3339111457 Centrifugal pumps, single stage, single suction, centerline mounted, over 2 in. discharge
3339111459 Centrifugal pumps, single stage, axially split, double suction, 4 in. discharge and under
333911145A Centrifugal pumps, single stage, axially split, double suction, discharge more than 4 in., up to 8 in.
333911145C Centrifugal pumps, single stage, axially split, double suction, over 8 in. discharge
333911145E Centrifugal pumps, single stage, radially split, double suction impeller pumps, API-610 compliant, 4 in. discharge and under
333911145F Centrifugal pumps, single stage, radially split, double suction impeller pumps, API-610 compliant, discharge more than 4 in., up to 8 in.
333911145H Centrifugal pumps, single stage, radially split, double suction impeller pumps, API-610 compliant, over 8 in. discharge
333911145K Centrifugal pumps, single stage, radially split, double suction impeller pumps, non-API compliant, 4 in. discharge and under
333911145L Centrifugal pumps, single stage, radially split, double suction impeller pumps, non-API compliant; discharge more than 4 in., up to 8 in.
333911145N Centrifugal pumps, single stage, radially split, double suction impeller pumps, non-API compliant, over 8 in. discharge
3339111461 Centrifugal pumps, multistage, single or double suction, diffuser design, radially split case, 4 in. discharge and under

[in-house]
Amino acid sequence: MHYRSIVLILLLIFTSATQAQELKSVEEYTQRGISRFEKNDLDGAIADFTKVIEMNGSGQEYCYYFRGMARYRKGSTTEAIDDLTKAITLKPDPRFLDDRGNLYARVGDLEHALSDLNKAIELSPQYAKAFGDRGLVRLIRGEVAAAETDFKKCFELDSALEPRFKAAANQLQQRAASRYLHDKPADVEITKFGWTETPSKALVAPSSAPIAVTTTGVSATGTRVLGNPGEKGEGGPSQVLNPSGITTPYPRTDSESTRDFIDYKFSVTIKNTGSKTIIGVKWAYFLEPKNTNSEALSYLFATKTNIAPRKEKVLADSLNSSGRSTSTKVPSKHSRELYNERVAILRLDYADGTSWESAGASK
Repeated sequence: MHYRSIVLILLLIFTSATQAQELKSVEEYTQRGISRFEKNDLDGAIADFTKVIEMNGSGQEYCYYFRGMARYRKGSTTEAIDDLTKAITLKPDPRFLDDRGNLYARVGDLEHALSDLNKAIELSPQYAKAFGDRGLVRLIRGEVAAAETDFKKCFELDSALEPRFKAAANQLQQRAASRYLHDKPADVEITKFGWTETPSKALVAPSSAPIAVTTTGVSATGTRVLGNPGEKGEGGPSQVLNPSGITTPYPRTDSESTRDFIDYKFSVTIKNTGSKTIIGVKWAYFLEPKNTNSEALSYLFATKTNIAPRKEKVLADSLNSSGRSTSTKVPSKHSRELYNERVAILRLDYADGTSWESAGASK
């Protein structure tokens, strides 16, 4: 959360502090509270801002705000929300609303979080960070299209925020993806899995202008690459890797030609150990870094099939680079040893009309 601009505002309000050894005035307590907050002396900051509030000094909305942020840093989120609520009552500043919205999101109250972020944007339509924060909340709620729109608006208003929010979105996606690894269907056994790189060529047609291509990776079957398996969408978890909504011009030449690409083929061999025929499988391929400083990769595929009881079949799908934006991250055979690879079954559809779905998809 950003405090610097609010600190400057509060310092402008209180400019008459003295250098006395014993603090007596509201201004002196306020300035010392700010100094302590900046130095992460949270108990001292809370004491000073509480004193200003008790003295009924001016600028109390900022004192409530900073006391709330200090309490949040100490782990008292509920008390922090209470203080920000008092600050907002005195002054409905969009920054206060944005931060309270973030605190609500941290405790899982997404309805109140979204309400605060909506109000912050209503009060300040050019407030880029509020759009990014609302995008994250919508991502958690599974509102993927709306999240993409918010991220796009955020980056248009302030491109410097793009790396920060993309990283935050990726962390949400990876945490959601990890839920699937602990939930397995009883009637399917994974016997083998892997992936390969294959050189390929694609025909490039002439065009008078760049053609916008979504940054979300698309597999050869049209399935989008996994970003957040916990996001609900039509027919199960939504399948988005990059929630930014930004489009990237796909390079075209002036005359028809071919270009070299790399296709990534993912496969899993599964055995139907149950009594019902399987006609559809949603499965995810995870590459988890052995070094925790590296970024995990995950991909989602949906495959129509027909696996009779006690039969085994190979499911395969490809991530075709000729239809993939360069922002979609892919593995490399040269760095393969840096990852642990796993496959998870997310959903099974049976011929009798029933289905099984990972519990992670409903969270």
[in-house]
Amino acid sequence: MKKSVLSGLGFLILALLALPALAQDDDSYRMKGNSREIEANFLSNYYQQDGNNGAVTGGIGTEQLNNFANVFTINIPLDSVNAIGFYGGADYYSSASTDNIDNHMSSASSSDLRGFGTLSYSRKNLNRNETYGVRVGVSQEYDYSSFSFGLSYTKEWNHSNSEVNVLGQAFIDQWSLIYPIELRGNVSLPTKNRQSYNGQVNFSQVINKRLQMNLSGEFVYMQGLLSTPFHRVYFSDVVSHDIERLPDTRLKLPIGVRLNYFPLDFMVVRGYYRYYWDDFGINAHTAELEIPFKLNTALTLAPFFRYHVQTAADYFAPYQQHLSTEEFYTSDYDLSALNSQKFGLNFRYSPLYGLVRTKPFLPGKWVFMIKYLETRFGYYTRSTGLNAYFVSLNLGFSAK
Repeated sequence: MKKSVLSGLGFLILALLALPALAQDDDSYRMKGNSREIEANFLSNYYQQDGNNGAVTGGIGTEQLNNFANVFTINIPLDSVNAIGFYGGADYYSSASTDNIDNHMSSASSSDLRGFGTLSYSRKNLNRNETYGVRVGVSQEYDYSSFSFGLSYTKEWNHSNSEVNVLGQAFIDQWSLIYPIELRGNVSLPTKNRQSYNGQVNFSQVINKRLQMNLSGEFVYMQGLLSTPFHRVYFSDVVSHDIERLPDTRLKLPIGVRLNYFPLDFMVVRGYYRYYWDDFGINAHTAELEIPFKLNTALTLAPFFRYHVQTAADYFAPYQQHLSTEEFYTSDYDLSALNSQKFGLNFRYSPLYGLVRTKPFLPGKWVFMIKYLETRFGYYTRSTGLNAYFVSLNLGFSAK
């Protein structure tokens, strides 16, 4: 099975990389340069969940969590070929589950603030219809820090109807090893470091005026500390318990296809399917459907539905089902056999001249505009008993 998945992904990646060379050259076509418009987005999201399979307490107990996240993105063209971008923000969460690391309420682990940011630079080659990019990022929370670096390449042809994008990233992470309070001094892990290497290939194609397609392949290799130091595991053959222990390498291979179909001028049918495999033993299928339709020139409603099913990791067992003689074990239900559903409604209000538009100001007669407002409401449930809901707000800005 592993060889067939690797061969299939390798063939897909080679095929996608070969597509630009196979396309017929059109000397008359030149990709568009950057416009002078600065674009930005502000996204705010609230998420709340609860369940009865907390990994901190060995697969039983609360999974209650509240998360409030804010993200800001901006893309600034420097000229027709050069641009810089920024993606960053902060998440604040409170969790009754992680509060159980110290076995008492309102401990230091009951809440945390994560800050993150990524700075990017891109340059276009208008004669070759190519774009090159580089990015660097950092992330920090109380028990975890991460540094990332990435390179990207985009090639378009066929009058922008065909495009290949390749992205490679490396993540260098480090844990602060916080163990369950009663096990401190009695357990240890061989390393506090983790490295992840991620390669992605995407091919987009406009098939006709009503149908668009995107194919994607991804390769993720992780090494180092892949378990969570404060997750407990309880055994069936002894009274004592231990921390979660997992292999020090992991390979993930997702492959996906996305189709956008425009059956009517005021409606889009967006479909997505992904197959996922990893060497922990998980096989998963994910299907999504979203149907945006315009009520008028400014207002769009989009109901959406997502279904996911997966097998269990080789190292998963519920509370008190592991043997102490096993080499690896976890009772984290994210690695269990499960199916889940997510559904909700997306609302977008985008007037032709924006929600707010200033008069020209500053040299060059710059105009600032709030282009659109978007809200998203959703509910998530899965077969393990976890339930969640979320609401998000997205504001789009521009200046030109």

3339111464 Centrifugal pumps, multistage, single or double suction, diffuser design, radially split case; discharge more than 4 in., up to 8 in.
3339111467 Centrifugal pumps, multistage, single or double suction, diffuser design, radially split case, over 8 in. discharge
333911146C Centrifugal pumps, multistage, single or double suction, volute or diffuser design, axially split case, 4 in. discharge and under
333911146E Centrifugal pumps, multistage, single or double suction, volute or diffuser design, axially split case, discharge more than 4 in., up to 8 in.
333911146H Centrifugal pumps, multistage, single or double suction, volute or diffuser design, axially split case, over 8 in. discharge
3339111471 Centrifugal pumps, sealless, magnetic drive, 1 in. discharge and under
3339111474 Centrifugal pumps, sealless, magnetic drive, discharge more than 1 in., up to 2 in.
3339111477 Centrifugal pumps, sealless, magnetic drive, over 2 in. discharge
333911147C Centrifugal pumps, sealless, canned motor, 1 in. discharge and under
333911147E Centrifugal pumps, sealless, canned motor, discharge more than 1 in., up to 2 in.
333911147H Centrifugal pumps, sealless, canned motor, over 2 in. discharge
3339111481 Centrifugal pumps, propeller and mixed flow, horizontal and vertical (including vertical turbine over 36 in.), 36 in. and under
3339111484 Centrifugal pumps, propeller and mixed flow, horizontal and vertical (including vertical turbine over 36 in.), over 36 in.
333911148K All other centrifugal pumps, 6 in. discharge and under
333911148M All other centrifugal pumps, over 6 in.

discharge
3339111493 Vertical turbine pumps, not exceeding 36 in. discharge (including deep- well), pump with submersible motor, bowl diameter 6 in. and under
3339111498 Vertical turbine pumps, not exceeding 36 in. discharge (including deep- well), pump with submersible motor, bowl diameter over 6 in.
333911149F Vertical turbine pumps, not exceeding 36 in. discharge (including deep- well), pump and bowl assemblies through 36 in.

(except can and pot type)
333911149N Vertical turbine pumps, not exceeding 36 in. discharge (including deep- well), can and pot type (pump and bowl assemblies, suction can and bowl type)